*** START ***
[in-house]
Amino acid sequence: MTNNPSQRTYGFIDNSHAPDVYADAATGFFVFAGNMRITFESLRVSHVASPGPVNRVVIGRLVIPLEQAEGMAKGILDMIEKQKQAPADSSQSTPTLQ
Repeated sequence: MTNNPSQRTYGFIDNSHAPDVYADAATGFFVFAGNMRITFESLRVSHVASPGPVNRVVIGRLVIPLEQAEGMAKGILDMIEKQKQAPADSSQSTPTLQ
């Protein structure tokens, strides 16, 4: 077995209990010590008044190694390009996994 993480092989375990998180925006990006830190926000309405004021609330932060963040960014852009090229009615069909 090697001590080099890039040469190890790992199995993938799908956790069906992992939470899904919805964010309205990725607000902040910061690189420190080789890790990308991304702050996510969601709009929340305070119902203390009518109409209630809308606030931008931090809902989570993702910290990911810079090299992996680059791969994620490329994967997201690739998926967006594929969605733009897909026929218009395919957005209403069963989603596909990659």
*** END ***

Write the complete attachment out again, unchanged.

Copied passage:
[in-house]
Amino acid sequence: MTNNPSQRTYGFIDNSHAPDVYADAATGFFVFAGNMRITFESLRVSHVASPGPVNRVVIGRLVIPLEQAEGMAKGILDMIEKQKQAPADSSQSTPTLQ
Repeated sequence: MTNNPSQRTYGFIDNSHAPDVYADAATGFFVFAGNMRITFESLRVSHVASPGPVNRVVIGRLVIPLEQAEGMAKGILDMIEKQKQAPADSSQSTPTLQ
């Protein structure tokens, strides 16, 4: 077995209990010590008044190694390009996994 993480092989375990998180925006990006830190926000309405004021609330932060963040960014852009090229009615069909 090697001590080099890039040469190890790992199995993938799908956790069906992992939470899904919805964010309205990725607000902040910061690189420190080789890790990308991304702050996510969601709009929340305070119902203390009518109409209630809308606030931008931090809902989570993702910290990911810079090299992996680059791969994620490329994967997201690739998926967006594929969605733009897909026929218009395919957005209403069963989603596909990659």